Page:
Suman Mukhopadhyay’s film Nazarband, based on novelist Ashapurna Devi’s short story Chuti Nakoch will have its UK Premiere at the London Indian Film Festival.
Speaking about the film, the director says: “Generally, the visual possibility of a story, its characters, and the premises on which the characters operate to appeal to a filmmaker.
Though the short story Chhuti Nakoch was written many years ago, I found it to be extremely contemporary.
I thought it wouldn’t be a major problem to make that displacement from the time when she wrote the story. Of course, to make it contemporary, I had to update the characters.
The protagonists Chandu and Vasanti are two immigrants to the city [Kolkata], where they feel the discrimination any metropolis metes out to its rural immigrants.
We often claim cities are cosmopolitan, but an inherent sense of discrimination and alienation always seem to be there.
These elements of a city appealed to me and also, I could sense that the underbelly of Kolkata could be explored through these characters.”
After five years in prison, Vasanti (Indira Tiwari) is released only to realise that her husband has not come to receive her.
Confused and in despair she begrudgingly teams up with Chandu (Tanmay Dhanania), a male ex-con released on the same day and together they embark on a quest to find her family.
As the pair struggle through the streets of Kolkata, their dependency on each other grows as their search becomes increasingly perilous.
Suman beautifully utilises the surroundings and buildings to depict the changing and class division of Kolkata. With a moving camera shot from the gritty streets to the high buildings, the camerawork is visually compelling.
Another scene also includes a close-up of a frog leaping out of a drainpipe into the street. Such sequences powerfully highlight the plight of the two protagonists. It is quite apt the title is called ‘Nazarband’ because, throughout the film, we see how both Vasanti and Chandu are bound by the brutal hardships of society.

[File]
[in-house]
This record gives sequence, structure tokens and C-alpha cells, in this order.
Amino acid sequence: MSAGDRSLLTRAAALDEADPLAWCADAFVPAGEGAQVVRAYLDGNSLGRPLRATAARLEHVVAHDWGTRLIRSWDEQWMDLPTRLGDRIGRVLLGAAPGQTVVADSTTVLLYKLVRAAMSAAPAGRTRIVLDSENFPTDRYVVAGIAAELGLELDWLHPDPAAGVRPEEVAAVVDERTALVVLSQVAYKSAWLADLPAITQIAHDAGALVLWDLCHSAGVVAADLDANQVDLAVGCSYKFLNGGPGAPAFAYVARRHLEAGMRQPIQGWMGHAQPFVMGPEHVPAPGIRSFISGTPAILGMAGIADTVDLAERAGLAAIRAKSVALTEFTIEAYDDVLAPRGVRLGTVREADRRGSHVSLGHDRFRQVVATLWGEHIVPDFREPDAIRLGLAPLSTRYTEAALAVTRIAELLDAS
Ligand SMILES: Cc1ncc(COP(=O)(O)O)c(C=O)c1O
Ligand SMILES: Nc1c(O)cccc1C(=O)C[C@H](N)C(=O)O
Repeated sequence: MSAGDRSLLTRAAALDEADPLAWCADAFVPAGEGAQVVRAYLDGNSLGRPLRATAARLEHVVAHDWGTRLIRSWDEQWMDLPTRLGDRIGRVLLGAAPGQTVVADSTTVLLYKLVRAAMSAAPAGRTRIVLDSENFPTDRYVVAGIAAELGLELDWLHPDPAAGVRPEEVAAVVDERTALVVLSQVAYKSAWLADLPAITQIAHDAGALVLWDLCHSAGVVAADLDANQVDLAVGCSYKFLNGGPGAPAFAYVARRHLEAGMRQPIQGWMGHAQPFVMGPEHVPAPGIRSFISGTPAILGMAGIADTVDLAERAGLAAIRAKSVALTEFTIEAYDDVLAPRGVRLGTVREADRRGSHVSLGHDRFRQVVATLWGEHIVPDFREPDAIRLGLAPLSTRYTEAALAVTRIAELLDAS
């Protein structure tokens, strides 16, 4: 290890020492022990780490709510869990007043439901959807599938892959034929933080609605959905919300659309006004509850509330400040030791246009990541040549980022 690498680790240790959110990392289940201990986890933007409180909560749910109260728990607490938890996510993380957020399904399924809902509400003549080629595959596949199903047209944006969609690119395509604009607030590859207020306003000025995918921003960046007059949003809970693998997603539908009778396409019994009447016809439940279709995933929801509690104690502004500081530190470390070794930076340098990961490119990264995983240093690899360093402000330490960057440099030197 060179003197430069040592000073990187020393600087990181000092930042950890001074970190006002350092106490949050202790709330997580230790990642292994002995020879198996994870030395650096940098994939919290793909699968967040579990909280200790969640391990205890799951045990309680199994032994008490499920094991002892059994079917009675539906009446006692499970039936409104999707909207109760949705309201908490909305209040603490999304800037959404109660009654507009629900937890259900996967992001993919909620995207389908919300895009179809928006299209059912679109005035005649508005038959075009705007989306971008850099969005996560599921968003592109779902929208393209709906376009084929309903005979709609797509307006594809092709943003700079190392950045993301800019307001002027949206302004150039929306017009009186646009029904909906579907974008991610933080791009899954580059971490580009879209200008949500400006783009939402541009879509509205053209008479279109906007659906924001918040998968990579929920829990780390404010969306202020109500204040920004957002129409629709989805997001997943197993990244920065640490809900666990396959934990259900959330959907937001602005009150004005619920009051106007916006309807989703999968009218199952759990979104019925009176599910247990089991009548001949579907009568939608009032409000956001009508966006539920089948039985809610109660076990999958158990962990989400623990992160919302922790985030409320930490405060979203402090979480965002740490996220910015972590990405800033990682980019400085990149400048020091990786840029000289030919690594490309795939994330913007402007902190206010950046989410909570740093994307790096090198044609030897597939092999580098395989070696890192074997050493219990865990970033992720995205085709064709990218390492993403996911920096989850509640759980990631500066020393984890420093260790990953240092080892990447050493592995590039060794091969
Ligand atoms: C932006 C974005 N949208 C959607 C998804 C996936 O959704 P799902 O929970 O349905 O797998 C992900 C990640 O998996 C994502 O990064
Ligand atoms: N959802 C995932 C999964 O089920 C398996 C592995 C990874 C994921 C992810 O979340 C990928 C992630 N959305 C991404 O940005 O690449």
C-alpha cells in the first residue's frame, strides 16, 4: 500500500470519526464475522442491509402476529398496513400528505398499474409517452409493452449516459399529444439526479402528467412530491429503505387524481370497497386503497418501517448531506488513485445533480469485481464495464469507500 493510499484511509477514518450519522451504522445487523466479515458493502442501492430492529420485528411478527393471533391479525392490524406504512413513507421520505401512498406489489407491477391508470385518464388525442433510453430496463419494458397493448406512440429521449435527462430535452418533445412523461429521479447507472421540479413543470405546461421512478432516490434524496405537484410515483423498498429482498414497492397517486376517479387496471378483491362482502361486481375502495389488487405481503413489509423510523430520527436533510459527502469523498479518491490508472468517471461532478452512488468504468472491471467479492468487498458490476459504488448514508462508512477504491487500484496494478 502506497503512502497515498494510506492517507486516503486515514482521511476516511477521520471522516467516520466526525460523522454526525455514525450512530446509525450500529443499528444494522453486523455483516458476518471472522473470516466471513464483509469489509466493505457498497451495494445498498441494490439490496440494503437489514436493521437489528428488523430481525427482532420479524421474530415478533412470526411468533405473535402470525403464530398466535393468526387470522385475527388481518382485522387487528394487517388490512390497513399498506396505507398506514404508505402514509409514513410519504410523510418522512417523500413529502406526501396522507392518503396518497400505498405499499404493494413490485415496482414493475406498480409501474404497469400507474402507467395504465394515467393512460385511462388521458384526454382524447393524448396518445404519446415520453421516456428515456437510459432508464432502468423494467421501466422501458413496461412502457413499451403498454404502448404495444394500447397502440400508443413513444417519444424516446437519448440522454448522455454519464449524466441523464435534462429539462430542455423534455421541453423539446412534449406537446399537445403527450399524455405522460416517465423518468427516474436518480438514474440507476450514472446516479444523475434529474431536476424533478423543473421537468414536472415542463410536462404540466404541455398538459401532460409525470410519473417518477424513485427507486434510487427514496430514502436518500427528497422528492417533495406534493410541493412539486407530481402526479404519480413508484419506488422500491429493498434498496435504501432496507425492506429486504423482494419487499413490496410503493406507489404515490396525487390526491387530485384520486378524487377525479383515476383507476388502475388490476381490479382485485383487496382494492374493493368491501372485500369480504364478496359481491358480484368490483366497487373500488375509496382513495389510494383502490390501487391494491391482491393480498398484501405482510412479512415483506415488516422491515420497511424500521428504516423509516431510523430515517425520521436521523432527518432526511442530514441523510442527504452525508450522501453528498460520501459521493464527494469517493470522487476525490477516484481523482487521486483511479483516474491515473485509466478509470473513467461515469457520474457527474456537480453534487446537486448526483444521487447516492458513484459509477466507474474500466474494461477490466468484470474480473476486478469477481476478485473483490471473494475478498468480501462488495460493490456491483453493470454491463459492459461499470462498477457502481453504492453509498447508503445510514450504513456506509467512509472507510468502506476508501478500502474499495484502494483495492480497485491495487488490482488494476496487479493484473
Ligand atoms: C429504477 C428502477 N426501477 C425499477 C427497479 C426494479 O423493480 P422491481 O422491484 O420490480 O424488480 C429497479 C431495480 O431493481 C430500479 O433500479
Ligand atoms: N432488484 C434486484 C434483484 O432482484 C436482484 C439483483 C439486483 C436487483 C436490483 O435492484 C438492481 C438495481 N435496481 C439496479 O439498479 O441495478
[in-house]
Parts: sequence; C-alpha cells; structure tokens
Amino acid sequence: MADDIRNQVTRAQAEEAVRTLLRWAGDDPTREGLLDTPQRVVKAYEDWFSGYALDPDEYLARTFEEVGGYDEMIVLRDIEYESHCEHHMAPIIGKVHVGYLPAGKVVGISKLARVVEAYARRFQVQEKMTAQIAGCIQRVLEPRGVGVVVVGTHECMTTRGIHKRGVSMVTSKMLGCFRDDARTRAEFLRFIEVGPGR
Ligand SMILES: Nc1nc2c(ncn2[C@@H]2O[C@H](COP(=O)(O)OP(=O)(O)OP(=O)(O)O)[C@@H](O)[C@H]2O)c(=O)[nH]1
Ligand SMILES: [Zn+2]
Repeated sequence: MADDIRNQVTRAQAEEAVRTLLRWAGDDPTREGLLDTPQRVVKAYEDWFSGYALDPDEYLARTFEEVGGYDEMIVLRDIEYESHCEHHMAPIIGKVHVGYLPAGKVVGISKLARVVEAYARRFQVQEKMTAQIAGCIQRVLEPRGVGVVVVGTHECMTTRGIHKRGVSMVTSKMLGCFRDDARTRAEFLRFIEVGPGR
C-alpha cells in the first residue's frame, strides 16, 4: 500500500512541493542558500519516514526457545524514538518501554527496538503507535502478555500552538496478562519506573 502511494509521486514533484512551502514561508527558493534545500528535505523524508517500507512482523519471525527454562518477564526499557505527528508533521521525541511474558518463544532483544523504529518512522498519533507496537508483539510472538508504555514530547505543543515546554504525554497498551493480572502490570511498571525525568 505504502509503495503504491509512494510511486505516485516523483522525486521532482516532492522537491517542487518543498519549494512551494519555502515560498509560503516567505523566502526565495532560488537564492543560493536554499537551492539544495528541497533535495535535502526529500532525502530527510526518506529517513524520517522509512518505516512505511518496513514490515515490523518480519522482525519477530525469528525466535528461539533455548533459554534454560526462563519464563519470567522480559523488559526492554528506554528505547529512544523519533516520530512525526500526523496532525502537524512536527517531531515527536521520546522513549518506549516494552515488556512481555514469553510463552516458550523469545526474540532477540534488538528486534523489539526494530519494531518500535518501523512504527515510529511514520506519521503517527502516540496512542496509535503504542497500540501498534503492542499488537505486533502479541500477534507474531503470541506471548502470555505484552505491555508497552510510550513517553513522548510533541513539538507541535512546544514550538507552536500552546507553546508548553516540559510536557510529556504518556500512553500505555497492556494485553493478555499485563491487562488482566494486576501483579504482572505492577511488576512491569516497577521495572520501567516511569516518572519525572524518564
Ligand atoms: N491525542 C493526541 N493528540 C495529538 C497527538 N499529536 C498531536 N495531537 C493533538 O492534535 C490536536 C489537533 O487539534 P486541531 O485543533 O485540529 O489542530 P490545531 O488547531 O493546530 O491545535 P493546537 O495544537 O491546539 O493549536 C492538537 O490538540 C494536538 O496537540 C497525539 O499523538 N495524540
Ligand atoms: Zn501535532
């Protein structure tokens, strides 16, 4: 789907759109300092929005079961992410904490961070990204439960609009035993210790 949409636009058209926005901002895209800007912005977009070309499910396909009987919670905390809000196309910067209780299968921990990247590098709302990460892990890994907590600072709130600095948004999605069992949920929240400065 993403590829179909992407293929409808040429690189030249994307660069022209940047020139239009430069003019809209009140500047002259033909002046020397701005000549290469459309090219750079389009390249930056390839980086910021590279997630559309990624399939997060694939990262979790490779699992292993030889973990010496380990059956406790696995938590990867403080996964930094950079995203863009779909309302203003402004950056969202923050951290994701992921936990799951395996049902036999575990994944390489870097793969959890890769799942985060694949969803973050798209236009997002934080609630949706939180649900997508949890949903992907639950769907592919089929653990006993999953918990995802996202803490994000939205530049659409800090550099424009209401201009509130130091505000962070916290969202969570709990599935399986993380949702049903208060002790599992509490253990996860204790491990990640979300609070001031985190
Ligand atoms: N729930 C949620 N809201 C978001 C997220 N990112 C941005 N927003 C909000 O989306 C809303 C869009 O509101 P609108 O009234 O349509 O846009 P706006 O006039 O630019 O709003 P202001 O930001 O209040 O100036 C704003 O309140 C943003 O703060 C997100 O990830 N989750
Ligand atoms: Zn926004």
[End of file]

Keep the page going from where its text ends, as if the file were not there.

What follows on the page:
It is very few times in Hindi cinema that we get to see a real, contemporary representation of Kolkata. The movie however does not shy away from showcasing the stark reality of the changing infrastructure of the city, where even the long roads and wide locations seem like a maze.
Developing a short story into a feature film is not easy. However, I feel that the characters could’ve been more compelling with a stronger background written for them.
Whilst we get to know more about the background of both the characters, I would’ve liked to understand why Chandu decided to help Vasanti… I feel that more details and context would have made me resonate with the characters and story.
Furthermore, I feel that smoothness in certain sequences could’ve enhanced the overall appeal of the movie. For instance, a scene where Vasanti and Chandu escape a parlour – could’ve been handled more effectively and in a polished manner.
With that said, actors Tanmay Dhanania, Indira Tiwari deliver sincere performances and they seem to share a great camaraderie on screen. Despite hailing from brash circumstances, there is a mutual understanding between them.
What Suman Mukhopadhyay gets right is that she never glorifies or romanticise the poverty aspect. She sticks to the circumstances that the protagonists are faced with and that approach remains consistent throughout the film.
Nazarband metaphorically scores well and carries some engaging visuals from a cinematic perspective. It might not be a masterpiece, but worth a watch because ultimately, we are prisoners of some kind in our lives – be it bound by emotions, society or a pandemic.
London Indian Film Festival (LIFF) runs from 17th June to 2nd July at cinemas in London, Birmingham, and Manchester, or at home, via the digital site www.LoveLIFFatHome.com. Head over to https://londonindianfilmfestival.co.uk/ for more on their programme.